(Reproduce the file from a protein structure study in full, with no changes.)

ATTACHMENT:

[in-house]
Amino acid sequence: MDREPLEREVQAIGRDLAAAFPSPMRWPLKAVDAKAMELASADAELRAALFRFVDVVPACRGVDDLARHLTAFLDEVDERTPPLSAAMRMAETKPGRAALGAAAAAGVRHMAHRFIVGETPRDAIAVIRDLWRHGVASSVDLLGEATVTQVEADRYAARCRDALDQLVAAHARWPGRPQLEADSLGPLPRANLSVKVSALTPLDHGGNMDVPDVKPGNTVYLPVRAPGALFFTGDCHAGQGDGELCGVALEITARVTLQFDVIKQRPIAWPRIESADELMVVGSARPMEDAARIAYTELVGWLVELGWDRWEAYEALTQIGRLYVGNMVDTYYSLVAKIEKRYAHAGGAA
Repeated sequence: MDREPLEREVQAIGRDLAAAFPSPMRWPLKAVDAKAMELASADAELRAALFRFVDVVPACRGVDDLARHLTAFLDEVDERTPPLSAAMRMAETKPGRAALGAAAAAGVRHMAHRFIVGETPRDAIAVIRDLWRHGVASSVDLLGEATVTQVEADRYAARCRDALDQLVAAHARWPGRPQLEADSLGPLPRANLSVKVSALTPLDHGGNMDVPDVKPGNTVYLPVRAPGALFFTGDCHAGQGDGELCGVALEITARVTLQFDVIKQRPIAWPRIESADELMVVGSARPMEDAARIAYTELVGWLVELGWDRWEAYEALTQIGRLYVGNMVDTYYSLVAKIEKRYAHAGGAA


[in-house]
Amino acid sequence: MDREPLEREVQAIGRDLAAAFPSPMRWPLKAVDAKAMELASADAELRAALFRFVDVVPACRGVDDLARHLTAFLDEVDERTPPLSAAMRMAETKPGRAALGAAAAAGVRHMAHRFIVGETPRDAIAVIRDLWRHGVASSVDLLGEATVTQVEADRYAARCRDALDQLVAAHARWPGRPQLEADSLGPLPRANLSVKVSALTPLDHGGNMDVPDVKPGNTVYLPVRAPGALFFTGDCHAGQGDGELCGVALEITARVTLQFDVIKQRPIAWPRIESADELMVVGSARPMEDAARIAYTELVGWLVELGWDRWEAYEALTQIGRLYVGNMVDTYYSLVAKIEKRYAHAGGAA
Repeated sequence: MDREPLEREVQAIGRDLAAAFPSPMRWPLKAVDAKAMELASADAELRAALFRFVDVVPACRGVDDLARHLTAFLDEVDERTPPLSAAMRMAETKPGRAALGAAAAAGVRHMAHRFIVGETPRDAIAVIRDLWRHGVASSVDLLGEATVTQVEADRYAARCRDALDQLVAAHARWPGRPQLEADSLGPLPRANLSVKVSALTPLDHGGNMDVPDVKPGNTVYLPVRAPGALFFTGDCHAGQGDGELCGVALEITARVTLQFDVIKQRPIAWPRIESADELMVVGSARPMEDAARIAYTELVGWLVELGWDRWEAYEALTQIGRLYVGNMVDTYYSLVAKIEKRYAHAGGAA